The Pirates of Penzanceor, The Slave of Duty
Book by W. S. Gilbert
Music by Arthur Sullivan
When Frederic was yet a little boy, his nurse (Ruth) was told to apprentice him to become a pilot. She heard the word incorrectly, and apprenticed him to a band of pirates, remaining with them herself as a maid-of-all-work. Although Frederic loathed the trade to which he had thus been bound, he dutifully served; and, as the curtain opens, his indentures are almost up and he is preparing to leave the band and devote himself to the extermination of piracy.
He urges the pirates to join him in embracing a more lawful calling, but they refuse. Ruth, however, wishes to become his wife. Having seen but few women he does not know whether she is really pretty as she says she is, but he finally consents to take her.
Just then a group of girls, all wards of Major-General Stanley, happen upon the scene. Frederic sees their beauty — and Ruth's plainness — and renounces her. Of these girls, Mabel takes a particular interest in Frederic, and he in her. The other girls are seized by the pirates and threatened with immediate marriage. When the Major-General arrives, he can dissuade the pirates only by a ruse: he tells them that he is an orphan, and so works upon their sympathies, that they let him and his wards go free.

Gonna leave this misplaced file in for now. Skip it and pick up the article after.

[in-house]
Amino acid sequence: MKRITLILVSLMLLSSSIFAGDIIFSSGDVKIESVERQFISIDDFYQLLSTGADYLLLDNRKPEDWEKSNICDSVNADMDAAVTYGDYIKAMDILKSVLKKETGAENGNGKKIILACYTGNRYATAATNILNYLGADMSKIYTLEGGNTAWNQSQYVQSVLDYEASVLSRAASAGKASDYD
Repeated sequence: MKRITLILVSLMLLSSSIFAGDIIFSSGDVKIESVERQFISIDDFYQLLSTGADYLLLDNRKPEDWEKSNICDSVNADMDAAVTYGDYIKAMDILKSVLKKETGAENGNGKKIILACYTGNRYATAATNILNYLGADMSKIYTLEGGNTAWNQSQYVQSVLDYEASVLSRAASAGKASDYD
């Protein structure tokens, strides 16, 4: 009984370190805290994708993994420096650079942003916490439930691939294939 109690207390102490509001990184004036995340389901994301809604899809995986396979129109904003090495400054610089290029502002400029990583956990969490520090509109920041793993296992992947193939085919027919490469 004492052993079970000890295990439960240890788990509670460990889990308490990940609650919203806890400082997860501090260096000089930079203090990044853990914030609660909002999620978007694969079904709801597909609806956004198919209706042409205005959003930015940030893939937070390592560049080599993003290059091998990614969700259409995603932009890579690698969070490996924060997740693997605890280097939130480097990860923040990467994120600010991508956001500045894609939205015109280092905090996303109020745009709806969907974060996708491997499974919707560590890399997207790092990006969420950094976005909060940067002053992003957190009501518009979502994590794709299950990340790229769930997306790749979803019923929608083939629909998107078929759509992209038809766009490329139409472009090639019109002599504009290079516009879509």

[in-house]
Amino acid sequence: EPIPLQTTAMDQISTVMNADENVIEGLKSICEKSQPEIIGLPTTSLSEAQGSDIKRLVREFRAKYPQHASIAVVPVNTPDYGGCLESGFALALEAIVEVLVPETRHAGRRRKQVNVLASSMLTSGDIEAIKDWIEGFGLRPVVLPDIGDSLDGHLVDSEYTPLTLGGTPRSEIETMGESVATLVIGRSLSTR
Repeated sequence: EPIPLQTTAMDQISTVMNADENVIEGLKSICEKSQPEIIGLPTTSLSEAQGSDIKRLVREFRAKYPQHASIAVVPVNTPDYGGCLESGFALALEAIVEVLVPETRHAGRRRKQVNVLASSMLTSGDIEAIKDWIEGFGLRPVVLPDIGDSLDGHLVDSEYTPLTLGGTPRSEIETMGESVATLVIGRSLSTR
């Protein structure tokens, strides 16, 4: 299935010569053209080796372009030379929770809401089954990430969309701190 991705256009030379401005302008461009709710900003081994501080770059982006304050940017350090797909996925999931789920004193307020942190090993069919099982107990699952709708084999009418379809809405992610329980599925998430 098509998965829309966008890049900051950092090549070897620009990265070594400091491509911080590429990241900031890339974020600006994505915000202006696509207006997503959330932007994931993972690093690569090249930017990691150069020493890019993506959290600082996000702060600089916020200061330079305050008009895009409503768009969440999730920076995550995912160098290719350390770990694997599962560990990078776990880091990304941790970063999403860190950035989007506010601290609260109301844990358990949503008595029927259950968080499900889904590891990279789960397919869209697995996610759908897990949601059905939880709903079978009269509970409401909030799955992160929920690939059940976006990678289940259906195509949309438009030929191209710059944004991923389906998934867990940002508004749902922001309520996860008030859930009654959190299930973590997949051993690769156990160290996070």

During the ensuing days and nights, however, this lie troubles the Major-General's conscience: he sits brooding over it at night in a Gothic ruin. He is consoled by his wards' sympathy and Frederic's plan of immediately leading a band of police against the pirates.
Meanwhile the Pirate King and Ruth appear and beckon Frederic: they have discovered that his indentures were to run until his twenty-first birthday, and — as he was born on February 29 — he has really had as yet only five birthdays. Obeying the dictates of his strong sense of duty, he immediately rejoins the pirates. He tells them of the deception that has been practiced upon them, and they seize and bind the Major-General.
But the police come to the rescue and charge the pirates to yield, "in Queen Victoria's name." This they do. Ruth explains, however, that these men who appear to be lawless pirates are really ...